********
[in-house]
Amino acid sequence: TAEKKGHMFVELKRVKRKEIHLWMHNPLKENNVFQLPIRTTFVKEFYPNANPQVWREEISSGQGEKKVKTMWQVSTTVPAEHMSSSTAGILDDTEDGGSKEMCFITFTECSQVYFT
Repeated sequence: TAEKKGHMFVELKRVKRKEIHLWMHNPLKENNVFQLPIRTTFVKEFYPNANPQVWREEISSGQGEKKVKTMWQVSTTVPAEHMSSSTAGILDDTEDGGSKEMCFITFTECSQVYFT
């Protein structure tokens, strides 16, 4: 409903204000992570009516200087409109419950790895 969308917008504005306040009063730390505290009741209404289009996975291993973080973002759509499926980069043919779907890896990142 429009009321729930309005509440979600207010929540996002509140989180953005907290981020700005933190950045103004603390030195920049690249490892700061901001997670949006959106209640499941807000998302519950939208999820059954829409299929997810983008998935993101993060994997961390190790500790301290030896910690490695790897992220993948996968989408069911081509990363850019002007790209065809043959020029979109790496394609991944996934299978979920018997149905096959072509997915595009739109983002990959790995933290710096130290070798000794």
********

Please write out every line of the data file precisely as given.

[in-house]
Amino acid sequence: TAEKKGHMFVELKRVKRKEIHLWMHNPLKENNVFQLPIRTTFVKEFYPNANPQVWREEISSGQGEKKVKTMWQVSTTVPAEHMSSSTAGILDDTEDGGSKEMCFITFTECSQVYFT
Repeated sequence: TAEKKGHMFVELKRVKRKEIHLWMHNPLKENNVFQLPIRTTFVKEFYPNANPQVWREEISSGQGEKKVKTMWQVSTTVPAEHMSSSTAGILDDTEDGGSKEMCFITFTECSQVYFT
């Protein structure tokens, strides 16, 4: 409903204000992570009516200087409109419950790895 969308917008504005306040009063730390505290009741209404289009996975291993973080973002759509499926980069043919779907890896990142 429009009321729930309005509440979600207010929540996002509140989180953005907290981020700005933190950045103004603390030195920049690249490892700061901001997670949006959106209640499941807000998302519950939208999820059954829409299929997810983008998935993101993060994997961390190790500790301290030896910690490695790897992220993948996968989408069911081509990363850019002007790209065809043959020029979109790496394609991944996934299978979920018997149905096959072509997915595009739109983002990959790995933290710096130290070798000794």